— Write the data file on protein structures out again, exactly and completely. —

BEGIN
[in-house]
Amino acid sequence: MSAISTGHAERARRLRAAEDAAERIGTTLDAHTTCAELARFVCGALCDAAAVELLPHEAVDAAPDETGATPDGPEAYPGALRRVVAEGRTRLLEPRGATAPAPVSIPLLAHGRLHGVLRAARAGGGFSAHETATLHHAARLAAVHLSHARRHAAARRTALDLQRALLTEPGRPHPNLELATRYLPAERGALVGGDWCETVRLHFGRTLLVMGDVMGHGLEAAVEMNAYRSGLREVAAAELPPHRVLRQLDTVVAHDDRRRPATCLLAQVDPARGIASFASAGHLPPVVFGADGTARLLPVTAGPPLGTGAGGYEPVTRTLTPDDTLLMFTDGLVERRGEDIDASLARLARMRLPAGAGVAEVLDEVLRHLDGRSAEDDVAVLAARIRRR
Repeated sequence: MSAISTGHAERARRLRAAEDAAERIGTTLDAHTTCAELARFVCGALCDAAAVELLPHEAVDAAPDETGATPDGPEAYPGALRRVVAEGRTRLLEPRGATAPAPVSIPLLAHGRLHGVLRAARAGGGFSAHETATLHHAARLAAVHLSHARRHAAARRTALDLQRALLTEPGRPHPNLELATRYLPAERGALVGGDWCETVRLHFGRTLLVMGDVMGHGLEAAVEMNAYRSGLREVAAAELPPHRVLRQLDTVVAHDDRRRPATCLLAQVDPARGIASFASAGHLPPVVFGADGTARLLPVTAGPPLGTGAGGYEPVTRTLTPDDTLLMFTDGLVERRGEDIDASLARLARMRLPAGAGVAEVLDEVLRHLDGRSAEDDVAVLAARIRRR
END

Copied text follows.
[in-house]
Amino acid sequence: MSAISTGHAERARRLRAAEDAAERIGTTLDAHTTCAELARFVCGALCDAAAVELLPHEAVDAAPDETGATPDGPEAYPGALRRVVAEGRTRLLEPRGATAPAPVSIPLLAHGRLHGVLRAARAGGGFSAHETATLHHAARLAAVHLSHARRHAAARRTALDLQRALLTEPGRPHPNLELATRYLPAERGALVGGDWCETVRLHFGRTLLVMGDVMGHGLEAAVEMNAYRSGLREVAAAELPPHRVLRQLDTVVAHDDRRRPATCLLAQVDPARGIASFASAGHLPPVVFGADGTARLLPVTAGPPLGTGAGGYEPVTRTLTPDDTLLMFTDGLVERRGEDIDASLARLARMRLPAGAGVAEVLDEVLRHLDGRSAEDDVAVLAARIRRR
Repeated sequence: MSAISTGHAERARRLRAAEDAAERIGTTLDAHTTCAELARFVCGALCDAAAVELLPHEAVDAAPDETGATPDGPEAYPGALRRVVAEGRTRLLEPRGATAPAPVSIPLLAHGRLHGVLRAARAGGGFSAHETATLHHAARLAAVHLSHARRHAAARRTALDLQRALLTEPGRPHPNLELATRYLPAERGALVGGDWCETVRLHFGRTLLVMGDVMGHGLEAAVEMNAYRSGLREVAAAELPPHRVLRQLDTVVAHDDRRRPATCLLAQVDPARGIASFASAGHLPPVVFGADGTARLLPVTAGPPLGTGAGGYEPVTRTLTPDDTLLMFTDGLVERRGEDIDASLARLARMRLPAGAGVAEVLDEVLRHLDGRSAEDDVAVLAARIRRR